The commencement of talks under the aegis of the "Rail Industry Recovery Group" (RIRG), a body convened by the Department for Transport including Network Rail and the Train Operating Committees, has prompted a somewhat varying set of reports.
The Guardian would have us believe that the talks are a prelude to cuts, saying an "agreement" has been signed by the four main rail unions (RMT, Aslef, TSSA, and Unite), according to which "voluntary redundancies will be sought throughout the railway to close the funding gap from an 80% decline in passenger revenue since the start of the pandemic."
In other words - a fait accompli. The purpose of the talks is to manage the cuts, not negotiate on whether there should be any at all.
RMT's own press release clarifies matters somewhat. The union says that, although it feels it has to participate in the RIRG, it will be doing so on the basis of promoting the following demands:
- Job Security Agreement to cover the whole rail industry that defends jobs and maintains pay, conditions and agreements. We reiterate our policy of No Compulsory Redundancies.
- Reward our members for their work and commitment now and in the future, we oppose pay cuts and do not accept a pay freeze.
- Defending and improving members' pensions.
- Ending casualisation, outsourcing, bogus self-employment and zero hours contracts. Bring in-house vital activities such as security, cleaning, rail catering, fleet engineering and infrastructure renewals.
- An industry-wide collective agreement that places all rail workers under a common contract and undertaking with restoration of full travel facilities and entitlement to enter and remain in the Railways Pension Scheme for all staff.
- Pursuing our policy agenda, including an integrated publicly owned railway as a solution.
RMT says it is "not committed to acceptance to any of the particular measures, changes or proposals set out or that may arise in the process."
The whole basis of the "Recovery Group" is an attempt by the Tory government and rail industry bosses to bind the unions to a cross-class, "all-in-this-together" model of "recovery", whereby all of us - bosses and workers - have to "make sacrifices" and "tighten our belts". We know what this rhetoric means: bosses retain their high salaries, and workers bear the brunt.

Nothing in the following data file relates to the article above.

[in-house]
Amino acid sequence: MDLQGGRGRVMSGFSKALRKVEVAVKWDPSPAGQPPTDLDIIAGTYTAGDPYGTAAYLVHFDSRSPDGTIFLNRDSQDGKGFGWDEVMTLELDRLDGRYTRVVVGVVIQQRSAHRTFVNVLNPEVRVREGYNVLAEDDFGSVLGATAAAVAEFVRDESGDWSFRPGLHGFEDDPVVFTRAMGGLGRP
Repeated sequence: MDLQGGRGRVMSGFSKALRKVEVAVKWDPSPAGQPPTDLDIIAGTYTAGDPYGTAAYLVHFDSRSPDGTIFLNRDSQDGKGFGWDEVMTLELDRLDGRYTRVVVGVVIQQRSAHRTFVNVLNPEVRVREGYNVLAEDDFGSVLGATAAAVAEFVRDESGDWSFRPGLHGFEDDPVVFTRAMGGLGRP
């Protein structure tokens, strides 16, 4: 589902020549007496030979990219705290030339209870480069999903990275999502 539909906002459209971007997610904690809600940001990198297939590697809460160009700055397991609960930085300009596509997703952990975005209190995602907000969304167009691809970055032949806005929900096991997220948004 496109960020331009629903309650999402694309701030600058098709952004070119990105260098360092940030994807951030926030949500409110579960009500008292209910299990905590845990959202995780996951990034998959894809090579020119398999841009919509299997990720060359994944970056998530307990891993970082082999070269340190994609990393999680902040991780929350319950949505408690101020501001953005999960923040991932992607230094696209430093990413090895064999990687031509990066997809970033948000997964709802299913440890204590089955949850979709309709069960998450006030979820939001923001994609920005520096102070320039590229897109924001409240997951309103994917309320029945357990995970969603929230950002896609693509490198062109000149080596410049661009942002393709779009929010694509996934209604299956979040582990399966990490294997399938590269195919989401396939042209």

Unless a union was in a position to ballot for national action immediately, boycotting the talks would most likely have been a futile gesture. But they must not be allowed to become a quagmire in which unions get bogged down by arguments - from bosses or conservative bureaucrats inside unions - that we can't possibly begin ballots for actions whilst RIRG talks are still ongoing.
Seeing the way that the press is already presenting this as the trade unions collaborating with job cuts, the unions will need more than clarifying statement to prove that this is not the case. They will need high-profile campaigning and assertive industrial action. Without this, the RIRG will become a trap for our unions and therefore for us.
It would be a mistake to wait for the cuts to start. Instead, we can boost our chances of defending our jobs and wages by beginning preparations for ballots in every rail industry company affected by proposed job cuts and the pay freeze. And our most effective starting position is not opposition merely to compulsory redundancies, but opposition to all job cuts, by any means. Deleting the job of someone who has taken voluntary redundancy means depriving of a future worker of employment, and increasing workload for those remaining.
An informed and empowered rank and file can keep our unions' feet to the fire and maximise our chances of success. A good start to this would be for all the unions involved in the RIRG to report to members what was discussed immediately after every meeting of that body.